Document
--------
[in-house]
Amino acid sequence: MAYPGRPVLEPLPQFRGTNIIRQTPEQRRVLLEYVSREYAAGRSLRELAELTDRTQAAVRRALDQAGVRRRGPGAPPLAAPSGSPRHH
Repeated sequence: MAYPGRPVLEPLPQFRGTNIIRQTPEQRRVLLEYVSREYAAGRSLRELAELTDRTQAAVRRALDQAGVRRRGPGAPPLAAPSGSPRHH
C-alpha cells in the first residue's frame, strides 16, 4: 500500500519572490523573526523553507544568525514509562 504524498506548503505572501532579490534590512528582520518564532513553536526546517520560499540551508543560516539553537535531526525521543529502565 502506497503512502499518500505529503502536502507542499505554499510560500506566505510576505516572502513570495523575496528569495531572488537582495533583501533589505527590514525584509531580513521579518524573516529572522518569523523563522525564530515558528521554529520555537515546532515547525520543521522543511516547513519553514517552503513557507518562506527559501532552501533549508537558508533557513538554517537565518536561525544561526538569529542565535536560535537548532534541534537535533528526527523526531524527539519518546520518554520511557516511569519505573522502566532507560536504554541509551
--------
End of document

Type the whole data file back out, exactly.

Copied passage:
[in-house]
Amino acid sequence: MAYPGRPVLEPLPQFRGTNIIRQTPEQRRVLLEYVSREYAAGRSLRELAELTDRTQAAVRRALDQAGVRRRGPGAPPLAAPSGSPRHH
Repeated sequence: MAYPGRPVLEPLPQFRGTNIIRQTPEQRRVLLEYVSREYAAGRSLRELAELTDRTQAAVRRALDQAGVRRRGPGAPPLAAPSGSPRHH
C-alpha cells in the first residue's frame, strides 16, 4: 500500500519572490523573526523553507544568525514509562 504524498506548503505572501532579490534590512528582520518564532513553536526546517520560499540551508543560516539553537535531526525521543529502565 502506497503512502499518500505529503502536502507542499505554499510560500506566505510576505516572502513570495523575496528569495531572488537582495533583501533589505527590514525584509531580513521579518524573516529572522518569523523563522525564530515558528521554529520555537515546532515547525520543521522543511516547513519553514517552503513557507518562506527559501532552501533549508537558508533557513538554517537565518536561525544561526538569529542565535536560535537548532534541534537535533528526527523526531524527539519518546520518554520511557516511569519505573522502566532507560536504554541509551